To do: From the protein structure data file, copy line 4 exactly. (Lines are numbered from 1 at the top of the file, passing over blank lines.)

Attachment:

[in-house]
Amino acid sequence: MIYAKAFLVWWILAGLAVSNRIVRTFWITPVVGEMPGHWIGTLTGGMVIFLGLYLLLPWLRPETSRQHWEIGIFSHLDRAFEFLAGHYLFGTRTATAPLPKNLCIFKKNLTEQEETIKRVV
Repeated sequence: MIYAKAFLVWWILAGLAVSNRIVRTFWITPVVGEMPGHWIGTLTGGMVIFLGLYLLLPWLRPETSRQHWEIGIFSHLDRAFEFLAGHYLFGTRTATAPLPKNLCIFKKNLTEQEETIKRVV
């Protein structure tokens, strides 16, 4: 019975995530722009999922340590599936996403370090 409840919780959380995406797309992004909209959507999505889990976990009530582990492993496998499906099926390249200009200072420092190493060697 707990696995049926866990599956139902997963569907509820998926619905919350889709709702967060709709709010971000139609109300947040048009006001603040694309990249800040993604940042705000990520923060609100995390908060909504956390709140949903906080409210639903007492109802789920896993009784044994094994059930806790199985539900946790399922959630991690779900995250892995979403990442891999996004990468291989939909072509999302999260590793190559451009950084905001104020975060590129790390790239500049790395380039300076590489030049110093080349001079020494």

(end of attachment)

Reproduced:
């Protein structure tokens, strides 16, 4: 019975995530722009999922340590599936996403370090 409840919780959380995406797309992004909209959507999505889990976990009530582990492993496998499906099926390249200009200072420092190493060697 707990696995049926866990599956139902997963569907509820998926619905919350889709709702967060709709709010971000139609109300947040048009006001603040694309990249800040993604940042705000990520923060609100995390908060909504956390709140949903906080409210639903007492109802789920896993009784044994094994059930806790199985539900946790399922959630991690779900995250892995979403990442891999996004990468291989939909072509999302999260590793190559451009950084905001104020975060590129790390790239500049790395380039300076590489030049110093080349001079020494």